For more information on any of the measures mentioned, contact us at (919) 816-3720 or firstname.lastname@example.org.
Here are some highlights of the bills we are currently tracking:
Kentucky – Prefiled 2011 Bill Recommendation 270 would require forfeiture of ownership of animals involved in cruelty and torture cases and prohibit ownership or possession of animals of the same species for two years. An identical bill was introduced in 2009, but did not advance. The AKC is monitoring the bill and will notify local dog owners should the bill gain traction.
Michigan – Three bills regarding dog breeding have been introduced in Michigan. AKC GR continues to monitor these pieces of legislation and will provide more information should any of the bills gain traction.
House Bill 6561 – This legislation would require a license for all “large-scale commercial kennels”, defined as those who produce 10 or more litters in a calendar year. The county treasurer may charge a “reasonable fee” for the cost of the license, but the amount of this fee is not included in the bill. Those licensed in this bill would be required to comply with all the provisions of House Bill 6562 (see below). The bill has been assigned to the House Agriculture Committee, but has not yet been scheduled for a hearing.
House Bill 6562 – This bill, entitled the “Puppy Protection Act”, details the standards that must be held by all “large-scale commercial kennels” (This is defined in HB 6561 as kennels that produce 10 or more litters per year). Among other provisions, the bill limits ownership to 50 intact dogs over four months of age at any time and requires all enclosures to be kept between 50 degrees and 85 degrees Fahrenheit, regardless of the age or breed of the dog. A large-scale commercial kennel may not produce more than 10 litters per year unless it is in compliance with all the care and conditions policies outlined in this bill. HB6562 has also been assigned to the House Agriculture Committee, but has not yet been scheduled for a hearing.
Senate Bill 1503 – This bill seeks to regulate “commercial breeders”, defined as those who possess or maintain 25 or more unaltered dogs or cats over four months of age in whole or in part for the purpose of sale. It is unclear if this would include co-ownerships. Breeders are subject to inspection and cannot sell a dog until it has received all vaccinations including rabies. The bill has been referred to the Committee on Agriculture and Bioeconomy.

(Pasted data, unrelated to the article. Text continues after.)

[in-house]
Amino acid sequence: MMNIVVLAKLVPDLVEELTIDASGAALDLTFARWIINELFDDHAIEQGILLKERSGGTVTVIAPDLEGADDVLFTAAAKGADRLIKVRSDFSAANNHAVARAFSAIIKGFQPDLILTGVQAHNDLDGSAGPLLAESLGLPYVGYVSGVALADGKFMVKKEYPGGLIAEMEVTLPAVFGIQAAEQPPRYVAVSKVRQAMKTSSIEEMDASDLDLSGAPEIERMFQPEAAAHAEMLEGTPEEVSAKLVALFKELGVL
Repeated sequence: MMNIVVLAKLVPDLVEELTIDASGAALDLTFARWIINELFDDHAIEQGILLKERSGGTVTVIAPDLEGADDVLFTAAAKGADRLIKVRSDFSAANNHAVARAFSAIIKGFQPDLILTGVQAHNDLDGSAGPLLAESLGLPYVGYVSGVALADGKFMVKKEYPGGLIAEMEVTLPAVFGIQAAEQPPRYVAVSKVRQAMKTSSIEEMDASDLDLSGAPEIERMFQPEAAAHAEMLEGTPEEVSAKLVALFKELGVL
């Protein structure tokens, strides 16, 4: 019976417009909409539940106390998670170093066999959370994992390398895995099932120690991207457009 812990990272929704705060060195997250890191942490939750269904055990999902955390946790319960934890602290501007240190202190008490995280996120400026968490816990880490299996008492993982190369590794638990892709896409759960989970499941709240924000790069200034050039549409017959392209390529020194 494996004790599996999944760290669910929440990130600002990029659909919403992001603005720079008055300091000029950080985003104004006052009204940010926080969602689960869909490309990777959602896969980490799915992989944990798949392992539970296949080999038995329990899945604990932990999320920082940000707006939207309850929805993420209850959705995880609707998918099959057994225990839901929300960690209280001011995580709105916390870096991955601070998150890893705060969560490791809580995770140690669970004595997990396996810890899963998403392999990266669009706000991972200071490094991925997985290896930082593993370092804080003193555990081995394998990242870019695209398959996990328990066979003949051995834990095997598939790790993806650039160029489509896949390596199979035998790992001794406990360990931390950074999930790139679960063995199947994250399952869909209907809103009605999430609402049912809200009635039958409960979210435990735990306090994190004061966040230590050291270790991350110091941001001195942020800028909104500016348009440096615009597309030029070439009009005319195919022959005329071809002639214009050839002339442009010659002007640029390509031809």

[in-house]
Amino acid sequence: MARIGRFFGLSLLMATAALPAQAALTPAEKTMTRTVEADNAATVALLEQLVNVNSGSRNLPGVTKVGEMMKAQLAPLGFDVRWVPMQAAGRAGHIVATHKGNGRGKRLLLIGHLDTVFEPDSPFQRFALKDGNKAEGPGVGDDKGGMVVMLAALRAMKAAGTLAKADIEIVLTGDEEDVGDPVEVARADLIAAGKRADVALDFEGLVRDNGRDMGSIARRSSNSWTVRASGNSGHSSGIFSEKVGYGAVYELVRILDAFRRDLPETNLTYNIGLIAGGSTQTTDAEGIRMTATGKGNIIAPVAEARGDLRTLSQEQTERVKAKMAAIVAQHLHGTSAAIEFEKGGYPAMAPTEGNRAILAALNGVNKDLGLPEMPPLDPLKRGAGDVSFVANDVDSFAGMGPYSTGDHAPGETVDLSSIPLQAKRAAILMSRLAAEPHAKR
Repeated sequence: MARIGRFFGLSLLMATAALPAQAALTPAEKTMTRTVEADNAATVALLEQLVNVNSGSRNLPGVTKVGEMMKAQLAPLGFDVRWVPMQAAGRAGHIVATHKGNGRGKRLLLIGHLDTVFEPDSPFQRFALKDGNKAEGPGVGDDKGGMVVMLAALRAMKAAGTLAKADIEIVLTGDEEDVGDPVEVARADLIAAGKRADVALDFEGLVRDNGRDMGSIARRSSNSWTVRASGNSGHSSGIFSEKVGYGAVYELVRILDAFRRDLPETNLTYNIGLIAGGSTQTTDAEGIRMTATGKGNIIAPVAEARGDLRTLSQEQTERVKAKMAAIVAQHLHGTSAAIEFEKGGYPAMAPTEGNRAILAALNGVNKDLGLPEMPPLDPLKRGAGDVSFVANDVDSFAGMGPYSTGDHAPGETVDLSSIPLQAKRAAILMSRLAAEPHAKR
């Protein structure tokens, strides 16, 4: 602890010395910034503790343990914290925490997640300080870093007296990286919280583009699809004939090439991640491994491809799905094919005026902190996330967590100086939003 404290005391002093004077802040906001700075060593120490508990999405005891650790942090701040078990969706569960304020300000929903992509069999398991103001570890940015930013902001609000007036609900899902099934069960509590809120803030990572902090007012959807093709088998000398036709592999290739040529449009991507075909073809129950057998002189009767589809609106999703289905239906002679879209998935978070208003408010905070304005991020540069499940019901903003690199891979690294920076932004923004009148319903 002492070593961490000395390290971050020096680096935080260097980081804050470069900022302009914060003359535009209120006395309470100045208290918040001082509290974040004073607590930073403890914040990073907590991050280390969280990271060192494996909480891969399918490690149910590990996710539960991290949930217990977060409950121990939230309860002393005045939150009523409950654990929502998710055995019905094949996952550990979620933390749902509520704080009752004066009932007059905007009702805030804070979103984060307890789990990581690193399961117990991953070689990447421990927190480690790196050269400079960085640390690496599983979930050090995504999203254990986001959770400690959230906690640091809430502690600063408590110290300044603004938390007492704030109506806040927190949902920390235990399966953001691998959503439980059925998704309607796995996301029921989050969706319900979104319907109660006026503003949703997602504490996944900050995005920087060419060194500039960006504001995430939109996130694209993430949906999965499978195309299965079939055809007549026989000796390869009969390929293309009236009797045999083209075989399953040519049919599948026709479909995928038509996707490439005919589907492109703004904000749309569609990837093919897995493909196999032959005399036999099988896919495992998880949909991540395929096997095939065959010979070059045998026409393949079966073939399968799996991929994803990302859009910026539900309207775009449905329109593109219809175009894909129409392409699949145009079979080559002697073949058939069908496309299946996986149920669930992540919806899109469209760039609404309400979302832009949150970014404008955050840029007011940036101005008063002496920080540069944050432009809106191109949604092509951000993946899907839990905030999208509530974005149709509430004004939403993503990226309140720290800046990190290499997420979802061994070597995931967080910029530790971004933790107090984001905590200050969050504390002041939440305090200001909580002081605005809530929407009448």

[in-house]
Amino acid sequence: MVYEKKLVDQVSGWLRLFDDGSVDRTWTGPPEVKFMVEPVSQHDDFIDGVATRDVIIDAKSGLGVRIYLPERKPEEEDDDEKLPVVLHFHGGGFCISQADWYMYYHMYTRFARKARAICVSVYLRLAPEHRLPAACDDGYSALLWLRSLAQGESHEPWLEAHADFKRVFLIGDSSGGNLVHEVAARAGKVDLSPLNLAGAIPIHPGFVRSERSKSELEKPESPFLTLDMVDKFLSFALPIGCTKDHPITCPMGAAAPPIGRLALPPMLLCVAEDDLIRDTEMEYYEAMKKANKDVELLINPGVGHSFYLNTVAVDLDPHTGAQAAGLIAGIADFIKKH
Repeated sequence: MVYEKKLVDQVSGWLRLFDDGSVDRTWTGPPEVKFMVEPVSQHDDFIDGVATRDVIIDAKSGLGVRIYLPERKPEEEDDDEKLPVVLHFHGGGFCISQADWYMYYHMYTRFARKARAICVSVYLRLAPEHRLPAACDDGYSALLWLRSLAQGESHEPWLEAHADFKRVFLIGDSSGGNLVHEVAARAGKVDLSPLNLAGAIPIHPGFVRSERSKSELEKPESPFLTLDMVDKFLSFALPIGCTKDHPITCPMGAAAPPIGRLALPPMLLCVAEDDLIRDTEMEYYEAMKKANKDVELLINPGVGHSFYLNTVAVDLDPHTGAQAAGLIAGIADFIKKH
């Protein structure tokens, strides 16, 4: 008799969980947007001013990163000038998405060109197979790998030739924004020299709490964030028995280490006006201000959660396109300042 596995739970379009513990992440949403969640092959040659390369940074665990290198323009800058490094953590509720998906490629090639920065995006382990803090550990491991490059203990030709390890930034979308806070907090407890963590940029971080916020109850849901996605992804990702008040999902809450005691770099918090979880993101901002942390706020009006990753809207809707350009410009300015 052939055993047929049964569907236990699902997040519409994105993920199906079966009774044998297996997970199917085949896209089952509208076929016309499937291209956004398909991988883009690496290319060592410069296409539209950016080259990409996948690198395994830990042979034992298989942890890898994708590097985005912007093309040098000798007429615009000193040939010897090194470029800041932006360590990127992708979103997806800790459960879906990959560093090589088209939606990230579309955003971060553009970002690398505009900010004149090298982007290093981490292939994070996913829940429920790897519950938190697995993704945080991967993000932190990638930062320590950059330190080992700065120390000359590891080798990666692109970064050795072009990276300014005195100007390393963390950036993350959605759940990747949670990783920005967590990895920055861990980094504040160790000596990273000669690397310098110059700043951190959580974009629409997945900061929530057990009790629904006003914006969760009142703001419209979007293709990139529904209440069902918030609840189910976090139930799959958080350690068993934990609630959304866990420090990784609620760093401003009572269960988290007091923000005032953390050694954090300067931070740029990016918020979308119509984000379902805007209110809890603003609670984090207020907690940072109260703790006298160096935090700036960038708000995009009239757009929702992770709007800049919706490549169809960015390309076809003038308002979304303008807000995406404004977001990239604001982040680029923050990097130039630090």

Missouri – The statutory ballot initiative, known as Proposition B or “The Puppy Mill Cruelty Prevention Act,” was narrowly approved in the most recent election. The measure limits to 50 the number of intact females a kennel may own. It also includes a number of other care and conditions requirements for commercial breeders, similar to those that are already part of existing Missouri commercial breeder law. AKC GR worked with its Missouri federation in opposition to this measure. AKC released a number of legislative alerts, flyers, op-ed articles in local newspapers, and other educational materials on this matter. AKC continues to work with the Missouri federation in opposition to limits on the number of animals an individual may own. Read the AKC’s official statement on this ballot measure.
North Carolina – The North Carolina Department of Agriculture and Consumer Services has accepted public input for a study of “companion animal welfare”. The study will focus on the welfare of dogs and cats, the oversight of public and private animal shelters, the state’s spay/neuter program, the scope of commercial breeding operations, and the protection of consumers who purchase companion animals. Upon completion, the findings of the report will be provided to the state legislature. AKC GR issued an informational alert to encourage responsible breeders and owners to provide comment. AKC GR attended the public hearings and will be in communication with the department separately to ensure that the rights of responsible owners and breeders are protected.